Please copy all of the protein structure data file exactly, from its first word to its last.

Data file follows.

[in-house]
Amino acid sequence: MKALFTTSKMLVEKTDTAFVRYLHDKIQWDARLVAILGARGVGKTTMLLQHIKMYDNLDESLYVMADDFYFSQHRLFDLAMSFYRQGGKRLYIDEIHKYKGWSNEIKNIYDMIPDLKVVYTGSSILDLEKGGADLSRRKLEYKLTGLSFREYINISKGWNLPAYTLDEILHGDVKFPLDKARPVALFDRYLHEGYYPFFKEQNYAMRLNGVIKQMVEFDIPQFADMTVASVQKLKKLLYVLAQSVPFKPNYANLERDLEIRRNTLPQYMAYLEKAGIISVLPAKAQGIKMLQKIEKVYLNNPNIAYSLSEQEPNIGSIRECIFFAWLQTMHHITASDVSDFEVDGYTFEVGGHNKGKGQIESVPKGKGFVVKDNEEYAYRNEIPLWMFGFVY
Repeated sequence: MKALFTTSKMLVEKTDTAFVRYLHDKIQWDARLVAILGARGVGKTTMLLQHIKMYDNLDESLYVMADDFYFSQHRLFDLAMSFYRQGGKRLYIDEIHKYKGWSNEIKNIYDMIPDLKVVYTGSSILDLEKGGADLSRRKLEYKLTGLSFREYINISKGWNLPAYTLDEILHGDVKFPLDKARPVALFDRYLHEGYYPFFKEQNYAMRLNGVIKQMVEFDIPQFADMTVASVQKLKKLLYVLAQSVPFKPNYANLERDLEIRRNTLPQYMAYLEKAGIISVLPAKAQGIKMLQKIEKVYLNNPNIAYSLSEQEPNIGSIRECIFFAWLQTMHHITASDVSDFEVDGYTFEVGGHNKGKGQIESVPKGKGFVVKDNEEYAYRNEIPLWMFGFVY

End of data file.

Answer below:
[in-house]
Amino acid sequence: MKALFTTSKMLVEKTDTAFVRYLHDKIQWDARLVAILGARGVGKTTMLLQHIKMYDNLDESLYVMADDFYFSQHRLFDLAMSFYRQGGKRLYIDEIHKYKGWSNEIKNIYDMIPDLKVVYTGSSILDLEKGGADLSRRKLEYKLTGLSFREYINISKGWNLPAYTLDEILHGDVKFPLDKARPVALFDRYLHEGYYPFFKEQNYAMRLNGVIKQMVEFDIPQFADMTVASVQKLKKLLYVLAQSVPFKPNYANLERDLEIRRNTLPQYMAYLEKAGIISVLPAKAQGIKMLQKIEKVYLNNPNIAYSLSEQEPNIGSIRECIFFAWLQTMHHITASDVSDFEVDGYTFEVGGHNKGKGQIESVPKGKGFVVKDNEEYAYRNEIPLWMFGFVY
Repeated sequence: MKALFTTSKMLVEKTDTAFVRYLHDKIQWDARLVAILGARGVGKTTMLLQHIKMYDNLDESLYVMADDFYFSQHRLFDLAMSFYRQGGKRLYIDEIHKYKGWSNEIKNIYDMIPDLKVVYTGSSILDLEKGGADLSRRKLEYKLTGLSFREYINISKGWNLPAYTLDEILHGDVKFPLDKARPVALFDRYLHEGYYPFFKEQNYAMRLNGVIKQMVEFDIPQFADMTVASVQKLKKLLYVLAQSVPFKPNYANLERDLEIRRNTLPQYMAYLEKAGIISVLPAKAQGIKMLQKIEKVYLNNPNIAYSLSEQEPNIGSIRECIFFAWLQTMHHITASDVSDFEVDGYTFEVGGHNKGKGQIESVPKGKGFVVKDNEEYAYRNEIPLWMFGFVY